The image quality is excellent and the camera is fun to use, easy to carry and a lovely object. It also opens exciting new opportunities for Leica; I’m sure that new bodies will follow, but in the meantime we have a capable and very different camera to use right now. I certainly want one!


More Shots from the Leica T by Jono Slack.


Scarlett Rose Slack taken with the Leica T and the Leica 135mm Apo Telyt at f3.4

Scarlett Rose Slack taken with the Leica T and the Leica 135mm Apo Telyt at f3.4


The Ulterior Motive

Our Grand-daughter Scarlett Rose Slack was born in Norwich Hospital on 26th April 2013. She should have been born on August 6th, making her more than 15 weeks early. For a while things were very scary and frightening for her parents, and very unpleasant for her (all those tubes and drugs). When she was born she was 1lb 10oz (740gms)

The Staff at NICU looked after her with huge dedication and attention, and her parents were very brave. She was in NICU for 73 days. When she left hospital for home she weighed nearly 4lb.

Scarlett was very angry and very determined. Now, Almost a year later, She is a feisty and charming young lady, deeply in love with her brother Oscar, and giving her parents the run around big time.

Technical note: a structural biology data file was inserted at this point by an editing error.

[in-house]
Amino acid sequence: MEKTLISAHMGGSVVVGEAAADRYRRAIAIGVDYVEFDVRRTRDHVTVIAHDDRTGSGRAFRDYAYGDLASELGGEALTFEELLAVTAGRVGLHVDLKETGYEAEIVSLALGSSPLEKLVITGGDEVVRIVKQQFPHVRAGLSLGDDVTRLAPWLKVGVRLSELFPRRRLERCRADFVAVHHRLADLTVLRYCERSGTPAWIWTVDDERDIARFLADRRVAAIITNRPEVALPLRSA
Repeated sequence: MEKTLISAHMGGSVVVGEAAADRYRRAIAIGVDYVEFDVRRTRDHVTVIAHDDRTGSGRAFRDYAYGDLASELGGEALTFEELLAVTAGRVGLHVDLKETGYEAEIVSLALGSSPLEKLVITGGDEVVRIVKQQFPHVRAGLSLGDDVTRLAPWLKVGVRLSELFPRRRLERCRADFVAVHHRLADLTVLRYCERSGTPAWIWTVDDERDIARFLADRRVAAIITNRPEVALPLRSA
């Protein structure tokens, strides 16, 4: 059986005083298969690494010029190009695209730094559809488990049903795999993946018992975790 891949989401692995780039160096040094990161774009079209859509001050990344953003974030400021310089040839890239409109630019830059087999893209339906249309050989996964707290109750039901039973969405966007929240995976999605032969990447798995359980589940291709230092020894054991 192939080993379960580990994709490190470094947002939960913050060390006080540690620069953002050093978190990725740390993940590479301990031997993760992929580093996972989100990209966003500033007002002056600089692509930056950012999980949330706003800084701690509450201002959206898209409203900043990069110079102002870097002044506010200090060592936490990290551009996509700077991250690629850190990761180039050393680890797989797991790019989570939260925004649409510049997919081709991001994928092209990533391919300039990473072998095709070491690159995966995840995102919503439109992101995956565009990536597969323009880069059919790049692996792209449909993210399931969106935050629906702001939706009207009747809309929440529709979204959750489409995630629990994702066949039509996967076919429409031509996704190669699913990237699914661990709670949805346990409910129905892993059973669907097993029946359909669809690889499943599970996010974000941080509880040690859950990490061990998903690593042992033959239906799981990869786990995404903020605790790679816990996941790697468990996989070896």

To help NICU to provide the best possible service to other lucky babies, and also as a sign of recognition of what they have done for Scarlett; some of Scarlett’s relations and friends are doing a 100km bicycle ride on the day after her first birthday (yes, me too I’m afraid).

If you would like to donate to a fantastic cause, please log on to Scarlett’s Cyclers Virgin Giving website: Click on  Scarlett’s Cyclers below. I have also put together a ‘roll of film’ (36 images) to celebrate Scarlett’s first year  –   Some of them are with Leica T – I hope you enjoy them.

This is also a good opportunity to thank the many many people who have already given so generously (you know who you are even if we don’t)


Scarlett’s first year (images)

Scarlett’s Cyclers (Virgin Giving Page)


Jono Slack

A Selection of Excellence from The Leica Meet (9)

A selection of some of the finest work contributed by our members in the last two weeks .


Stephen Cosh

ImageCarles Decors


Dirk Holvet


Roy DyBuncio


Yonathan Budi


Tommy N Armansyah


Ilovezachy Boy Borj


Luis Borges Alves


Rick Bronks


Axel Wohlbold


Benya Acame


Mike J Pratt


Benny Asrul


Herman e Patger


 Rod Higginson


Iwan Setiabudi


Tristan Blonz


Budi Wibowo


Jack Cheung


Oddy Kasim


Antonio Sánchez-Barriga


Sung S Lee


Teuku Adifitrian


Kresna Priawan


Spyro Zarifopoulos


Eileen McCarney Muldoon


Derlin Zhang



Benny Asrul


Fredrik Lübbe


Antony De


Lluis Ripol


Danny Ardiono


David Lykes Keenan


Nathanael Rony Sidharta


Iwan Setiabudi


Gavin Mills


Rossie Zen


Hun Shiun


 Yongkie Lie


Yonathan Budi


Stephen Cosh


Dian Savitri


Frank-Peter Lohoff


William Jusuf


Alvaro Lucena


David Feltham


Teuku Adifitrian


Henry Wang


 Amy Su


Mike J Pratt


 Carl Merkin